# What is the minimum mass of the barbell without tipping?

• Luke0034
In summary: Thanks!In summary, the problem involves finding the minimum mass of a barbell in order for a weight to be slid onto one end without tipping off the rack. The barbell is a uniform rod and is supported by racks located a fifth of its length from each end. The solution involves using the equation for the sum of all torques and finding the center of mass of the bar and the weight. The mass of the bar is not specified in the problem and must be calculated.
Luke0034

## Homework Statement

Typical weight sets used for bodybuilding consist of disk-shaped weights with holes in the center that can slide onto 2.20 m long barbells. A barbell is supported by racks located a fifth of its length from each end, as shown in the figure. What is the minimum mass m of the barbell if a bodybuilder is to slide a weight with = 22.0 kg onto the end without the barbell tipping off the rack? Assume that the barbell is a uniform rod.

## Homework Equations

sum of all torques = 0

## The Attempt at a Solution

I tried to make the the intersection of the barbell and the left rack the pivot point. Then I found the torque of the weight, the center of mass of the bar, and then the 2nd rack, but I came out with the wrong answer. I think I'm on the right track on how to do it, but I'm not sure where I'm messing up. Explanation would be helpful... studying for an upcoming test. Thanks!

1. Make sure the problem statement is complete. What about the mass of the bar ?
2. show your calculation work in detail

Good luck !

BvU said:
1. Make sure the problem statement is complete. What about the mass of the bar ?
2. show your calculation work in detail

Good luck !

I'll try to find the page I did this on, but the mass of the bar is what I'm trying to find.

BvU said:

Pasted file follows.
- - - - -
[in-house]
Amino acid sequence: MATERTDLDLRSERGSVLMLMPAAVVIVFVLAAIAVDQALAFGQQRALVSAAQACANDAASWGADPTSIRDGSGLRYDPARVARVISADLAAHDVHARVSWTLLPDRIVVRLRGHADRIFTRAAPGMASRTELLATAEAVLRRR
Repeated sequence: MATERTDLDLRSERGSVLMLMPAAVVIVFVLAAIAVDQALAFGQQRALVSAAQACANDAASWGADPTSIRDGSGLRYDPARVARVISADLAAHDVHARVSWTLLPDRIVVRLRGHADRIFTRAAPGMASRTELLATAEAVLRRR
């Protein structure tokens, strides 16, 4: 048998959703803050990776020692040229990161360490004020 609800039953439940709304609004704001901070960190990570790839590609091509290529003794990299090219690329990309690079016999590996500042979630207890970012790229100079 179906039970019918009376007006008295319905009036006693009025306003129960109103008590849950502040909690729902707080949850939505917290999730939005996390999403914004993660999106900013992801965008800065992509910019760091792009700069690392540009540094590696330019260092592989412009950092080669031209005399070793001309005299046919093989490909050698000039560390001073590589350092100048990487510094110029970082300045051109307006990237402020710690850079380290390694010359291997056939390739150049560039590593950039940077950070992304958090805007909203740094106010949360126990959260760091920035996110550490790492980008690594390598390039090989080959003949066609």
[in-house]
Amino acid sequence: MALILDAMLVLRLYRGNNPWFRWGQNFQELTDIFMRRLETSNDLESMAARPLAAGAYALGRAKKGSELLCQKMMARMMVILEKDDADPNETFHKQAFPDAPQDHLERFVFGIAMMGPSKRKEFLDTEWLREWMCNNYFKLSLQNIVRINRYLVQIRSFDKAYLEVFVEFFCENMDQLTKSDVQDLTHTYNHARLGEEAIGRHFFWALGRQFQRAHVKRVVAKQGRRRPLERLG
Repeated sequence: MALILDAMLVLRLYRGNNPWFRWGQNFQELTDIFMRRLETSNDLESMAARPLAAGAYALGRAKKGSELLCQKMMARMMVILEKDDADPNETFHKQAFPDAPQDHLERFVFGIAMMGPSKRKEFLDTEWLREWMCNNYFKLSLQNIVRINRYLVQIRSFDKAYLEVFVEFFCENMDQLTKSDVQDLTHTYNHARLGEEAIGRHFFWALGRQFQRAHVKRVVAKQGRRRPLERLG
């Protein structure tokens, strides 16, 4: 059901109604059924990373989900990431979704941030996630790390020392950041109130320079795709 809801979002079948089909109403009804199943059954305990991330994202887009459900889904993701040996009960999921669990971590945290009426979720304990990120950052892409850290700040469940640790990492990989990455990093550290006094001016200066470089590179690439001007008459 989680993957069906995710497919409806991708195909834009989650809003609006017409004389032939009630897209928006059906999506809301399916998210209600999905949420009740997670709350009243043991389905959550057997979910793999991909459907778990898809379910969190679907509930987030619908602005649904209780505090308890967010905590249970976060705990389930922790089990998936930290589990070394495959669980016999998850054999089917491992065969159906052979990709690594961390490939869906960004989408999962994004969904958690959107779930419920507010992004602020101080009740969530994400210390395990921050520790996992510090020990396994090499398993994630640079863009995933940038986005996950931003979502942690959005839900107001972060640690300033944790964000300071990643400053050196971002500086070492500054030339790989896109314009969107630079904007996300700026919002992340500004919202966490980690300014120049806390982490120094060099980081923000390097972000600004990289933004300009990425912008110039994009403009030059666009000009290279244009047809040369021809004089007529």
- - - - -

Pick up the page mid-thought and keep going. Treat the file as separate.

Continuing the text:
1. Make sure the problem statement is complete. What about the mass of the bar ?
2. show your calculation work in detail

Good luck !

Never mind, I got the answer myself haha.

Luke0034 said:
Never mind, I got the answer myself haha.
Can you provide the mass of the bar so others can work the problem if they come across this thread?

## 1. What is the definition of "minimum mass" in this context?

The minimum mass of a barbell without tipping refers to the least amount of weight that can be placed on one end of the barbell without causing it to tip over.

## 2. How is the minimum mass of a barbell determined?

The minimum mass of a barbell is determined by calculating the center of mass of the barbell and its weight distribution. This can be done through mathematical equations or physical experiments.

## 3. What factors affect the minimum mass of a barbell?

The minimum mass of a barbell can be affected by the length of the barbell, the weight of the bar itself, the weight distribution of the plates on either end, and the stability of the base on which the barbell is placed.

## 4. Can the minimum mass of a barbell vary for different individuals?

Yes, the minimum mass of a barbell can vary for different individuals depending on their strength, balance, and technique. A person with stronger muscles and better balance may be able to handle a slightly lower minimum mass compared to someone with weaker muscles and poorer balance.

## 5. How can the minimum mass of a barbell be increased?

The minimum mass of a barbell can be increased by adding more weight to one or both ends of the barbell. This will change the center of mass of the barbell and make it more stable. Additionally, using a shorter barbell or adjusting the weight distribution of the plates can also increase the minimum mass.

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